Voter fraud update - it's unfortunately alive and well & Florida's the late

Voter fraud update - it's unfortunately alive and well & Florida's the latest to bust someone 

Bottom Line: During the 2016 election cycle voter fraud was a hot topic of conversation. Despite the general narrative by the MSM that it's not really measurable - it absolutely is. Here's a recap of the research I shared during the 2016 cycle:  

  • From 2000-2012 there were 2,608 investigated cases of voter fraud nationally 

  • There were eight different types of voter fraud prosecuted 

  • the most common forms of attempted fraud are by absentee ballots, convicted felons voting and double voting (generally in multiple states)  

  • The rarest form of voter fraud is impersonation  

  • Since 2000, 13 Florida convictions for voter fraud had occurred   

So there provably is and has been voter fraud across the country and right here in Florida, although it appears to be much smaller in scope than many might imagine (though we only know what's been investigated and prosecuted - so who knows what percentage of the voter fraud that represents?). The disconnect in the actual voter fraud vs. perceptions of voter fraud is pretty vast and with reason. According to the Pew Research Center:  

  • 1.8 million deceased Americans are still "active" registered voters  

  • 2.75 million Americans are registered to vote in multiple states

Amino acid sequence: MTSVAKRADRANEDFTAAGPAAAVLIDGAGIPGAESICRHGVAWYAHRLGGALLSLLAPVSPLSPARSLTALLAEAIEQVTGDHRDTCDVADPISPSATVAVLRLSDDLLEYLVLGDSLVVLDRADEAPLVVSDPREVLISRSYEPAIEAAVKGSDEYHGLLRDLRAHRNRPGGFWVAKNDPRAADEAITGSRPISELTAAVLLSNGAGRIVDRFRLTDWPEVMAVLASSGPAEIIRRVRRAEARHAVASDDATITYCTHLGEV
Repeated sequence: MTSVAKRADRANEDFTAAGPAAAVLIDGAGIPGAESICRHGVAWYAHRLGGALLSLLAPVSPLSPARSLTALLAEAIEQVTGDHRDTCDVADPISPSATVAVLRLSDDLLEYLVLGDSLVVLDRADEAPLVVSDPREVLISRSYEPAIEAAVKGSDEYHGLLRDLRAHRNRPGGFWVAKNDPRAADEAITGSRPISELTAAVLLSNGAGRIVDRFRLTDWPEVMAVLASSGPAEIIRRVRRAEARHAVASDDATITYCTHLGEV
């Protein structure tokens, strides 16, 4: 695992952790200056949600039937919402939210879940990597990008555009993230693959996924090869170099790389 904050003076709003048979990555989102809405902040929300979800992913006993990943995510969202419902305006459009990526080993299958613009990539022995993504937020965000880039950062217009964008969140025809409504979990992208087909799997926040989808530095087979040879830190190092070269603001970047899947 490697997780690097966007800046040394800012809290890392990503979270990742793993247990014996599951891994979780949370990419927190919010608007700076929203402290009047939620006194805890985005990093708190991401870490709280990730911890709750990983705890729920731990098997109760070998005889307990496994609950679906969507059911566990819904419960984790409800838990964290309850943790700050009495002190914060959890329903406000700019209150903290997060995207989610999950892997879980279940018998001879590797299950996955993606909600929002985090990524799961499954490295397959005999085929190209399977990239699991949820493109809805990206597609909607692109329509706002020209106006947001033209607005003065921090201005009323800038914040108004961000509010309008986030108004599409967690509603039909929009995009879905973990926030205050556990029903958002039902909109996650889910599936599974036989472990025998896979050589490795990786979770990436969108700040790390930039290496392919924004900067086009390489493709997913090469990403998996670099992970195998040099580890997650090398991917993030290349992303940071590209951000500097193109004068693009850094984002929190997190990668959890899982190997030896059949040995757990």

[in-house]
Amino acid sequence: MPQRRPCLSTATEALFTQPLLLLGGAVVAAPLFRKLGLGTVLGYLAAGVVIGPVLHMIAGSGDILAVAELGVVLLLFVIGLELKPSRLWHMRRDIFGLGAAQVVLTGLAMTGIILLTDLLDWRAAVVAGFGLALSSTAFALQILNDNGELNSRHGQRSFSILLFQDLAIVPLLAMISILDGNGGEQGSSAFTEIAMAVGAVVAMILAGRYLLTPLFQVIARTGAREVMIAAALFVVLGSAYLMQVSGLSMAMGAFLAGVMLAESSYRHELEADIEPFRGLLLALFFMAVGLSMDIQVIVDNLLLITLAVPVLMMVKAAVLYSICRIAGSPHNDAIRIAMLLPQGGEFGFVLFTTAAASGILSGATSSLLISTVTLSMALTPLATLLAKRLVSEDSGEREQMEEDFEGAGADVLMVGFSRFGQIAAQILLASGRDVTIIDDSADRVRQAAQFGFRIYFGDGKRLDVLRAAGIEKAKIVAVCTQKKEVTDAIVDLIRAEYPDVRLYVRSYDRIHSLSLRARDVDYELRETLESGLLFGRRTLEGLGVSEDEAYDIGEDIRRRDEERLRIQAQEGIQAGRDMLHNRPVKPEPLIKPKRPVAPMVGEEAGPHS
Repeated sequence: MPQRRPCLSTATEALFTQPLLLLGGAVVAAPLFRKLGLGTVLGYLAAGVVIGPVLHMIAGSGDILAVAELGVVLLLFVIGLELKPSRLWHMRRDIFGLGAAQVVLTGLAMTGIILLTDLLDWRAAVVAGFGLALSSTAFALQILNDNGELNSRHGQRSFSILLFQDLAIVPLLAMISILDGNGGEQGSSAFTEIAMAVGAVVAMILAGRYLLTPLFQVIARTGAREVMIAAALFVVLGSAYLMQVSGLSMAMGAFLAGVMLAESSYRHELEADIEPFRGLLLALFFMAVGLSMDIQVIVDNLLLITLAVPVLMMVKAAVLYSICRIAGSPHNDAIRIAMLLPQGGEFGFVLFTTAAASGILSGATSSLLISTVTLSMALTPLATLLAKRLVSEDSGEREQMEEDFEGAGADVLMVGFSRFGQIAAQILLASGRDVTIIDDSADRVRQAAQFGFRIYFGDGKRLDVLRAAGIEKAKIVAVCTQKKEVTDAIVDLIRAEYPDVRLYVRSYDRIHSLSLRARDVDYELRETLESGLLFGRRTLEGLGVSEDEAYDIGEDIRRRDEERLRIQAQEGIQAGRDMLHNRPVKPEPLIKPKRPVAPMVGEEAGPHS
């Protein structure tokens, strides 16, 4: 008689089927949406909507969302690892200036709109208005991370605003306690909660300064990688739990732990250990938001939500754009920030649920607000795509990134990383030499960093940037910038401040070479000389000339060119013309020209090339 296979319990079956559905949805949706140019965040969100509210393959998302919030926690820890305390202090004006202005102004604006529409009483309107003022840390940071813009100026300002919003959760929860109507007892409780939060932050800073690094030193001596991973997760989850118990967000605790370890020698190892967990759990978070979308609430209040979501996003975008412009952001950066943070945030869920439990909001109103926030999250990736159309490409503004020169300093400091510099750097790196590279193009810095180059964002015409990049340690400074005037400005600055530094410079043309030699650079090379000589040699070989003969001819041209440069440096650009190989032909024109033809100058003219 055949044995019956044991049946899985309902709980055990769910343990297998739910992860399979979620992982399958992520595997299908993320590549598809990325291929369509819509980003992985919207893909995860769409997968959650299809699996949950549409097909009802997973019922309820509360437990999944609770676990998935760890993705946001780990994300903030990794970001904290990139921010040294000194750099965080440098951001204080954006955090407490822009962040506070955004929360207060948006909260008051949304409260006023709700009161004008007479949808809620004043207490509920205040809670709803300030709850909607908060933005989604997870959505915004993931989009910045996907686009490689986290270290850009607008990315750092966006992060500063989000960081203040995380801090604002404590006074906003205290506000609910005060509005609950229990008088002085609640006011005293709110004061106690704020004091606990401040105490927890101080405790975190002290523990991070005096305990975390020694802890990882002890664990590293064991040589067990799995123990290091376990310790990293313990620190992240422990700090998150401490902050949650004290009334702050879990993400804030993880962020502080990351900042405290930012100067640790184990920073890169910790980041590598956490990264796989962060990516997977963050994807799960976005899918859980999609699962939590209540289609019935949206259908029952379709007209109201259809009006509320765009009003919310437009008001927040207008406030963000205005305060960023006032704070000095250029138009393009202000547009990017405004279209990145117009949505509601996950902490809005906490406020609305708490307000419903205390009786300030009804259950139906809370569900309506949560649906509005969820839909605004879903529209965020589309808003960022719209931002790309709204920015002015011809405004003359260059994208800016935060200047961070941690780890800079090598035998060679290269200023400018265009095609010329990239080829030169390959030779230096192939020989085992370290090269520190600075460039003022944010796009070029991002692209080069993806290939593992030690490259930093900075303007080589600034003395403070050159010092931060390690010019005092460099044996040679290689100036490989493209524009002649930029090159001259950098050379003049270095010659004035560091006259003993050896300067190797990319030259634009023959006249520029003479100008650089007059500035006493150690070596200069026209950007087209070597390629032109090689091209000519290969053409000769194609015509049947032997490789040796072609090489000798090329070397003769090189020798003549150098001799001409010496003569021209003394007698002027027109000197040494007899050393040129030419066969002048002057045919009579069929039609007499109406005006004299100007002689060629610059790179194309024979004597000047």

And that sets up the update from the latest prosecution. A 57 year old assistant school superintendent for the Malverne School District (Long Island) voted in Nassau County on Election Day in 2016 and sent in an absentee ballot in Florida. He'd lived in Pensacola from 2005-2010 but was still on the voter rolls and took the opportunity to commit voter fraud. He was arrested on Thursday for the fraud and has since posted bond. This illustrates two points. First, in the ongoing debate about purging of voter rolls in Florida, it's a real must for the integrity of our elections. Second, clearly, we've got a lot of work to due to clean them up in our state given that someone who hasn't been eligible to vote in Florida since 2010 was still able to in 2016. During the 2016 cycle I highlighted how loose many states have been about cleaning up voter rolls with my example. In 2002 I built a house in North Carolina that I lived in for under three months, upon moving there I registered to vote and obtained a license. I never actually voted in North Carolina but to this day am still eligible according to the state of North Carolina. Again, nearly 3 million people are in this situation. How many actually commit fraud? Hard to tell but the potential is significant 



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